Commentary

Poverty … it’s not just for the poor any more

Well, what do you think?” I asked. “Is it possible to end poverty in Minnesota
by 2020?”

I had been invited to give a presentation on A Minnesota Without Poverty —
the statewide, interfaith movement to end poverty in Minnesota by 2020. We
were coming to the end of the hour and I asked my usual question, “What do
you think? Is it possible?”

On this particular Sunday, a young boy — the youngest person in the room —
raised his hand and tentatively said, “I think we can. We probably can’t do it
all at once, but if we go step by step we can surely end poverty by 2020.” I
asked him how old he was and he said, “12, but I’m almost 13.”

Naïve? Young? Unrealistic? Or faithful and hopeful? Perhaps all of the above,
but I agree with this twelve-almost-thirteen-year-old boy. I too believe that
ending poverty by 2020 is indeed possible, and I further believe that all we
need to end poverty is already at hand.

I also agree with Rabbi Michael Lerner who has said that the major
transformations in the last 50 years — civil rights movement, women’s
movement, environmental consciousness — have all come about when
powerful movements of ordinary citizens have gotten behind a set of
principles that were at one point thought to be unrealistic and utopian. (For
more on this understanding of history, read Michael Lerner’s The Left Hand of
God: Healing America’s Political and Spiritual Crisis, Harper San Francisco,
2006, p. 211 ff.)

That description of a set of principles could easily apply to the document
known as “A Common Foundation: Shared Principles for Work on Overcoming
Poverty,” first signed by 35 religious leaders in 2004 and currently signed by
more than 6,500 citizens of faith — and counting.

That first principle states, “We believe it is the Creator’s intent that all people
are provided those things that protect human dignity and make for healthy
life: adequate food and shelter, meaningful work, safe communities,
healthcare, and education.”

“If we go step by step,” suggested the twelve-almost-thirteen-year-old boy.
While not simply a step by step plan, a comprehensive report has just been
released by the Legislative Commission to End Poverty in Minnesota by 2020.
These recommendations are the result of a two-year listening, learning,
planning process by the Legislative Commission to End Poverty, a
commission that was created, with bi-partisan support and involvement, in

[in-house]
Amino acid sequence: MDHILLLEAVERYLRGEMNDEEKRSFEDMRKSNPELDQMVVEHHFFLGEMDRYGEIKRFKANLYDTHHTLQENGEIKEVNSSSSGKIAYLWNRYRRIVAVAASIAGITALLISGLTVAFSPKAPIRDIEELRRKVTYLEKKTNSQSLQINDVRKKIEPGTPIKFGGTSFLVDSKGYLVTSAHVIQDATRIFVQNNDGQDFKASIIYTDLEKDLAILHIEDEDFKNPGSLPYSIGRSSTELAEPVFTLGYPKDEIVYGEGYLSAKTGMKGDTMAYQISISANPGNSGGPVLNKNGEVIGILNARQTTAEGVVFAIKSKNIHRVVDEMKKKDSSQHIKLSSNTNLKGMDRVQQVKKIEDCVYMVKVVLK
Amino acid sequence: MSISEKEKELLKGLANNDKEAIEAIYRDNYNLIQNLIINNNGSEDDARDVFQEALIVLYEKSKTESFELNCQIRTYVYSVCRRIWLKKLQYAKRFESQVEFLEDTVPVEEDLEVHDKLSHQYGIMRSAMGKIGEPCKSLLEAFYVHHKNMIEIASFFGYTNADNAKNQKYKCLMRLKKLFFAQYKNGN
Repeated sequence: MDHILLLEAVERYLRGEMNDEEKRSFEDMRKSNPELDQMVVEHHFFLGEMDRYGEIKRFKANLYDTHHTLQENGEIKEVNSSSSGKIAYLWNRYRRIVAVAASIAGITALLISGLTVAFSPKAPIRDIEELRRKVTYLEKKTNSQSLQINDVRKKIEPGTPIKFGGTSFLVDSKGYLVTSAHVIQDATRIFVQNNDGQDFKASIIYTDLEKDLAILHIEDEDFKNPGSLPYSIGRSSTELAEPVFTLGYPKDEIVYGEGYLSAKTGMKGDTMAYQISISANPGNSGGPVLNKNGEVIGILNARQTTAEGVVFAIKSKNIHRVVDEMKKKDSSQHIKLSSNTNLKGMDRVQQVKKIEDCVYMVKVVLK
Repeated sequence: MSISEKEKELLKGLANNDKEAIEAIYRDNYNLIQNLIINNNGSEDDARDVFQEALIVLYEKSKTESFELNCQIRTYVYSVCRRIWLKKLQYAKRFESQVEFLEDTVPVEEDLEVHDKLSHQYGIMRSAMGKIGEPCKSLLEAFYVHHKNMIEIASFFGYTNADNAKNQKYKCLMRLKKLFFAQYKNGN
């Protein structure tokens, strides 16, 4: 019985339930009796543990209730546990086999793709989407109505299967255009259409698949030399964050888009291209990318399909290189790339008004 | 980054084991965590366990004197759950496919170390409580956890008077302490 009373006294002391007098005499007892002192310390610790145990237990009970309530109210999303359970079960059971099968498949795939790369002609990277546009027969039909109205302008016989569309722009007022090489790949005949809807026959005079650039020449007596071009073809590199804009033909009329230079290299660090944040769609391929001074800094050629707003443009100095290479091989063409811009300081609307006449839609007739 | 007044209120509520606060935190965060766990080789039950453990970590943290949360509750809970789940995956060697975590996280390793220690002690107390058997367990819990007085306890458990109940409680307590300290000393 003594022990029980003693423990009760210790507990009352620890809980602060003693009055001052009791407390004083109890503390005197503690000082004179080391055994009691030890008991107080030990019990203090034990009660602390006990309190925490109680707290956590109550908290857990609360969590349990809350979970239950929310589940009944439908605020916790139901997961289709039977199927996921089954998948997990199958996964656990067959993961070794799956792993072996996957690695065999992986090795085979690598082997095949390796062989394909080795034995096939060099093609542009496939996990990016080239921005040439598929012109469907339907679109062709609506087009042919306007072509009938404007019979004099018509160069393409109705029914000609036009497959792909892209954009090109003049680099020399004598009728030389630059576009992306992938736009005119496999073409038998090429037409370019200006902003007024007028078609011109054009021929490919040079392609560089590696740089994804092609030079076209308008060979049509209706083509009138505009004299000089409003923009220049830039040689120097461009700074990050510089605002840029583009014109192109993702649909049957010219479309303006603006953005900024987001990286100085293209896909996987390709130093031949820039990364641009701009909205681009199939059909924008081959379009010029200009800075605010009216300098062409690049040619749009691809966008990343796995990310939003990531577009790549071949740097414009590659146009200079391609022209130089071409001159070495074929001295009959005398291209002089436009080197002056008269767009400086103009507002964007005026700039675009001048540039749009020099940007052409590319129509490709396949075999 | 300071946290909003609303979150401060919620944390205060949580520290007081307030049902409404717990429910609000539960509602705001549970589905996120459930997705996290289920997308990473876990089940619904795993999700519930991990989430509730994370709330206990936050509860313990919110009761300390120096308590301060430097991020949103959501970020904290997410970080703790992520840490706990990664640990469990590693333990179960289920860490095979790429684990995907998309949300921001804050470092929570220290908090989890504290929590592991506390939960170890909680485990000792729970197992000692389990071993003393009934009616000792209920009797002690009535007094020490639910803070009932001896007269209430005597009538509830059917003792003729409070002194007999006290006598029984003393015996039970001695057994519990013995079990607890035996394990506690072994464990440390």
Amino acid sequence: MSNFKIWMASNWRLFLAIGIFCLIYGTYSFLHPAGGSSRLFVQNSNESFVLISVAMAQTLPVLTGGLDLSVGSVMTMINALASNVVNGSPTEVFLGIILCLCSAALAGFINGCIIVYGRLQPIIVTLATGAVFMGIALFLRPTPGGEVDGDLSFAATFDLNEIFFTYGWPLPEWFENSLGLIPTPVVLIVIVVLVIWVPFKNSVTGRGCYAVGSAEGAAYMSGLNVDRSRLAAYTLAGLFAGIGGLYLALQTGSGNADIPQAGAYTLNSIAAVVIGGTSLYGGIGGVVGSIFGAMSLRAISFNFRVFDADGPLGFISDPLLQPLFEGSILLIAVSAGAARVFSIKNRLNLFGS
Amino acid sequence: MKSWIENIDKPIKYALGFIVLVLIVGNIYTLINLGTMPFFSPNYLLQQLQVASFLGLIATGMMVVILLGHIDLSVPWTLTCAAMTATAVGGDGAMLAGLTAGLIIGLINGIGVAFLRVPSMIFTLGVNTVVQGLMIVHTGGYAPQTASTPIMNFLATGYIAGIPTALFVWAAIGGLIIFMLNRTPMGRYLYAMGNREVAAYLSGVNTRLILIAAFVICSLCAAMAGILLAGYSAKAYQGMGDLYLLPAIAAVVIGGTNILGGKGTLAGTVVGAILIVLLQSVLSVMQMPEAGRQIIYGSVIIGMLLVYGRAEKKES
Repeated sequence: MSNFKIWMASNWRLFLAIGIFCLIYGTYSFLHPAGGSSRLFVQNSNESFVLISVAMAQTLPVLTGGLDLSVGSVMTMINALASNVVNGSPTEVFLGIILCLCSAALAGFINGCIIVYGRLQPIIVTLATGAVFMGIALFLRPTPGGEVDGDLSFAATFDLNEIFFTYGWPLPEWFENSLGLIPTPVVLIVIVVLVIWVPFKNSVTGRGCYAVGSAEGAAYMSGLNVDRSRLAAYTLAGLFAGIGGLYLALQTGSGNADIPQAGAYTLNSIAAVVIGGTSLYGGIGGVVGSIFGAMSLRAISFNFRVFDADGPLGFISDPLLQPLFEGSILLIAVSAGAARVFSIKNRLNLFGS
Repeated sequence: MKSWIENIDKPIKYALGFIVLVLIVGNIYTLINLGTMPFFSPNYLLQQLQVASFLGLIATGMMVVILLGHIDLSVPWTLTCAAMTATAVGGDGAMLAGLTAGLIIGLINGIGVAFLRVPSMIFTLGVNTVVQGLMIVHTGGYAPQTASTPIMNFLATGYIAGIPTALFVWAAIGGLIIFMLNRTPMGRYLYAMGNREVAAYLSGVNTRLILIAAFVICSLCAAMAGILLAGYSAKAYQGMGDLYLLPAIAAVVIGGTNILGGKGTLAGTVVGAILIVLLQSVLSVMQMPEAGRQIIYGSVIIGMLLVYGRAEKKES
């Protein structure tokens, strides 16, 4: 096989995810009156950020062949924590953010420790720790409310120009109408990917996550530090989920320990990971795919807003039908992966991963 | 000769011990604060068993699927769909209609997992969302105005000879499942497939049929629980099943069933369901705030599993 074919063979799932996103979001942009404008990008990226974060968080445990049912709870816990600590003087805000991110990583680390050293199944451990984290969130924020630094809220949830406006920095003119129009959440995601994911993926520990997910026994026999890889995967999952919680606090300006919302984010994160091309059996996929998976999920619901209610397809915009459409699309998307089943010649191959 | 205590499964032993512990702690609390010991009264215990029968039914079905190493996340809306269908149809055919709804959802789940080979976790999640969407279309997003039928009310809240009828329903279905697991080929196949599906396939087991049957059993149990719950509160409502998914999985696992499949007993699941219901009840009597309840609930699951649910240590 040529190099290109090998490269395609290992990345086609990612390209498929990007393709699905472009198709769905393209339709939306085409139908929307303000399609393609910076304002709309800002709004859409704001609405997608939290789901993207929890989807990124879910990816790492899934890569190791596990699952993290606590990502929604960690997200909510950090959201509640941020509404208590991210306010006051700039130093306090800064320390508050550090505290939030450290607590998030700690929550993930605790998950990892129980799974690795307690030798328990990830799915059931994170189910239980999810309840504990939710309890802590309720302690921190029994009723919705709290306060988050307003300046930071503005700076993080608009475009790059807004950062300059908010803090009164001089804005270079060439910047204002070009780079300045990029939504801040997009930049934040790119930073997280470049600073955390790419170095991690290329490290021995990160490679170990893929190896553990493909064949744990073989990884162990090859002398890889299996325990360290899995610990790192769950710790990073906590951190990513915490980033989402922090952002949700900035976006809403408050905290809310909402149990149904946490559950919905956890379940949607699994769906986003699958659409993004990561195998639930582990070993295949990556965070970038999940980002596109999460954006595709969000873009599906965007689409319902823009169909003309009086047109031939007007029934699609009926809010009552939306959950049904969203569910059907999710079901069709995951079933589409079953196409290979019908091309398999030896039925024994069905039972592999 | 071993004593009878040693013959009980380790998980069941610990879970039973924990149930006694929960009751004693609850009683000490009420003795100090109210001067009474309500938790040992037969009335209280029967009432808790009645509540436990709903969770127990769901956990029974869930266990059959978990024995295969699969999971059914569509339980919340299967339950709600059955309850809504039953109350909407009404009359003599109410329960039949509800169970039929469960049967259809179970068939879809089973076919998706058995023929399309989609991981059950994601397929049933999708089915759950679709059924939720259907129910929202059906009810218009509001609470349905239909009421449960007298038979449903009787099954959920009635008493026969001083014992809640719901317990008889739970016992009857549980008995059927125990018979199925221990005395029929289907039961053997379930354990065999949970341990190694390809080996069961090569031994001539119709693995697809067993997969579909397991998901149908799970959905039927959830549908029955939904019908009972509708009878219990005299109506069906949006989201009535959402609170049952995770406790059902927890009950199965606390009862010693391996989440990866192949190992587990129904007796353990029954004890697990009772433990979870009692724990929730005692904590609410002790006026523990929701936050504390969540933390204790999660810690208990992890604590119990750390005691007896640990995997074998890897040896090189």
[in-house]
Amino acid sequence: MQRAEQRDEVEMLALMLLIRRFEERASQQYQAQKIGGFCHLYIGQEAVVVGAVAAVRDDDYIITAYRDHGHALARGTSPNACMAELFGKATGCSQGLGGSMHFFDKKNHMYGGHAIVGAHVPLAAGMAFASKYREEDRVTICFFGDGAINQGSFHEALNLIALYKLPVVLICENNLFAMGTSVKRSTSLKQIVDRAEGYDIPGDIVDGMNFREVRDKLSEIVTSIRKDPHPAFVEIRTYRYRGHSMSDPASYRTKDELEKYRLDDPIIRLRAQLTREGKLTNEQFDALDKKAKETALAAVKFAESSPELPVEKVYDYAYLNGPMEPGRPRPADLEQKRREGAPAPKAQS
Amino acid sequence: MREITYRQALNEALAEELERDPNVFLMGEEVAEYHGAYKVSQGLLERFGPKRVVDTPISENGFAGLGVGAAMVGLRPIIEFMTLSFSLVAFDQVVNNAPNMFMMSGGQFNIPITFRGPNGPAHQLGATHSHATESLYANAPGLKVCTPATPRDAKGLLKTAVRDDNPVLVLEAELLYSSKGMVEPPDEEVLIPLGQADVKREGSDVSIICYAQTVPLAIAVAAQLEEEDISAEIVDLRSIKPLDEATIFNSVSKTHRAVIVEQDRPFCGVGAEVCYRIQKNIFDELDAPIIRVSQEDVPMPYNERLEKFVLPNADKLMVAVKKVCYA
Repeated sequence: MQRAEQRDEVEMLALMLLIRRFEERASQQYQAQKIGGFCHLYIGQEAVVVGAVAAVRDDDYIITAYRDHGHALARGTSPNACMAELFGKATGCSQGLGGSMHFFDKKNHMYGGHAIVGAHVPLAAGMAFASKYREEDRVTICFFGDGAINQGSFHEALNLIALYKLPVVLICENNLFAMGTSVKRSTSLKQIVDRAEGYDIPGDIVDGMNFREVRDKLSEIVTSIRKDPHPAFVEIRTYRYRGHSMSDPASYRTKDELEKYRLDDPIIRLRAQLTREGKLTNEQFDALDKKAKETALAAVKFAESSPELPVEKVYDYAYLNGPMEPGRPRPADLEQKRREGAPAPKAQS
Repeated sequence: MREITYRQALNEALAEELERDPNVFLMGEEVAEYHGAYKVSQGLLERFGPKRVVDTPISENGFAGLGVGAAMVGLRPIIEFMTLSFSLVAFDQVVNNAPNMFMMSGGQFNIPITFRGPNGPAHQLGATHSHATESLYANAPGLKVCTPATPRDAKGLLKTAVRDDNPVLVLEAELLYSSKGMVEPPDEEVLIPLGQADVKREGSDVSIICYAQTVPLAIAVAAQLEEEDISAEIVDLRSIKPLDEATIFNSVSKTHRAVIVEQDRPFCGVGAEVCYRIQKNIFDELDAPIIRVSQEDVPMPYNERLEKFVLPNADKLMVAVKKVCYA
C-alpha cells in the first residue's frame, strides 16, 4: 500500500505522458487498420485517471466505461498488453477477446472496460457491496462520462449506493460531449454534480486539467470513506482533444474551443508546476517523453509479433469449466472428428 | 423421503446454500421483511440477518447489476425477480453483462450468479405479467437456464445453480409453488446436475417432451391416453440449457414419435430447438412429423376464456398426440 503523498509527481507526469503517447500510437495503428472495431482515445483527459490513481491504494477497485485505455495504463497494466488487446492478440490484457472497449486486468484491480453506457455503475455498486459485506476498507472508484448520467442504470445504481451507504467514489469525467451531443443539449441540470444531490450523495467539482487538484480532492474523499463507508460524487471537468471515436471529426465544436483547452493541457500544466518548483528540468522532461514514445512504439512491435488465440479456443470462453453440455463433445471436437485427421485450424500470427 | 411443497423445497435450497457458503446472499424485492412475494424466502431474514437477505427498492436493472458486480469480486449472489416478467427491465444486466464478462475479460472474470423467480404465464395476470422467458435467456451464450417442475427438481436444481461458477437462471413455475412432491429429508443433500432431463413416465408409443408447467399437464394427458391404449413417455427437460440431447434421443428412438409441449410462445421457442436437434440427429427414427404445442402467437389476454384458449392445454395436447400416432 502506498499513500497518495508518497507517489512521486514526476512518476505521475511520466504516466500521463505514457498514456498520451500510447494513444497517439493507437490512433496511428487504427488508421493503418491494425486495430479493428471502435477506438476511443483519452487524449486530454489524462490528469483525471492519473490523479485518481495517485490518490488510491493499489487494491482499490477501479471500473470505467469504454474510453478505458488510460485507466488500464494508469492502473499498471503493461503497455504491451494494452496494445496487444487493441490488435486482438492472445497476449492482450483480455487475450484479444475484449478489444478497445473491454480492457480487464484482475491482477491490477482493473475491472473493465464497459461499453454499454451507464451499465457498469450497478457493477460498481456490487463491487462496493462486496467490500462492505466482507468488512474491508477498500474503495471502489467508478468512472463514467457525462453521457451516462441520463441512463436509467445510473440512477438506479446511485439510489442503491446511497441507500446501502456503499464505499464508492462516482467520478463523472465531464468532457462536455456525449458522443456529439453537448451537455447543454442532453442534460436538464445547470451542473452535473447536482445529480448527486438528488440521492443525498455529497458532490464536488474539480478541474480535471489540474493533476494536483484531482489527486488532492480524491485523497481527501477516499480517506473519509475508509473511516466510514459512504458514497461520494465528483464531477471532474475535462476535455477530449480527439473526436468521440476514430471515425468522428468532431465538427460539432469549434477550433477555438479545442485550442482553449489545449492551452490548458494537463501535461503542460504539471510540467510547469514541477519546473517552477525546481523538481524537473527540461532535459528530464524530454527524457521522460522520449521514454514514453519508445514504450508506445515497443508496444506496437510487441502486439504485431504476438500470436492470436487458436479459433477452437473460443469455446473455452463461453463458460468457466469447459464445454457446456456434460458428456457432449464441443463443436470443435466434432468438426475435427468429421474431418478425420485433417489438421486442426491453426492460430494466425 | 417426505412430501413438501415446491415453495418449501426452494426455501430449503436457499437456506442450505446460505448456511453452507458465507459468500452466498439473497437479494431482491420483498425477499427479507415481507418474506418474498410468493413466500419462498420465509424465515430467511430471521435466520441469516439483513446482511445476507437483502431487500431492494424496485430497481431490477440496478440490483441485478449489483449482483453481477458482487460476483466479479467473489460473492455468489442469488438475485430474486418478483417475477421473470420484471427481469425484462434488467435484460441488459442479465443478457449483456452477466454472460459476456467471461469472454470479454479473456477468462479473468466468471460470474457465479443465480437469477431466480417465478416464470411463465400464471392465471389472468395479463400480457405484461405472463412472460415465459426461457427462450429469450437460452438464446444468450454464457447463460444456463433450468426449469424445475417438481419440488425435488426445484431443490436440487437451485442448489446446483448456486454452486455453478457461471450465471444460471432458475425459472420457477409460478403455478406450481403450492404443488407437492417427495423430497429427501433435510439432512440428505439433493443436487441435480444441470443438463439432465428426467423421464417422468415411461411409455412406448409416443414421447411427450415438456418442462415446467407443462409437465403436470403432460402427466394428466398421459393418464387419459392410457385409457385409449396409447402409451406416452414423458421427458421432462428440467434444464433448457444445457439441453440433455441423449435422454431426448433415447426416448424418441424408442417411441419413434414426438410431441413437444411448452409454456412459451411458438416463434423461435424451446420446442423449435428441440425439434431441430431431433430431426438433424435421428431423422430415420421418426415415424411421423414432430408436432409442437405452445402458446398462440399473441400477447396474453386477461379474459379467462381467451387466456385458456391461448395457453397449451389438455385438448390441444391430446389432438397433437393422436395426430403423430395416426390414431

2006 after then-state senator John Hottinger attended a “Focus on Poverty”
event. There he saw the “Common Foundation” document for the first time
and heard a panel addressing the question, “What do you think needs to
happen in order to end poverty in Minnesota by 2020?”

“We can’t do it all at once,” said the wise twelve-almost-thirteen-year-old,
and in 2009 we are at a critical juncture. How this present budget crisis is
solved can either push many more people into poverty and keep them there,
or it can serve as a first step toward ending poverty. For that reason, even in
the midst of the worst economic times since … (choose your own favorite
recession/depression and insert that date here), A Minnesota Without Poverty
will advocate for three issues that we believe will move our state forward:
acquiring and keeping jobs, protecting the safety net, and increasing
revenue.

We are indeed those citizens of faith who can be the powerful movement
mobilizing behind a set of principles that may at this point seem unrealistic
or utopian, but our faith challenges us to ask and answer this question: In the
year 2020, when the twelve-almost-thirteen-year-old is twenty-three-
almost-twenty-four, can we imagine that he, along with our children and
grandchildren, just might experience a Minnesota without poverty?

To add your name to the signers of “A Common Foundation,” visit
www.mnwithout poverty.org and click on “Sign Foundation.” To read the
Legislative Commission to End Poverty final report, go to
www.commissions.leg.state.mn.us/lcep.

The Rev. Nancy Maeker is a consultant working with the movement, “A
Minnesota without Poverty.” She is co-author with Bishop Peter Rogness of
Ending Poverty: A 20/20 Vision: A Guide for Individuals and Congregations
(Augsburg Fortress Press, 2006).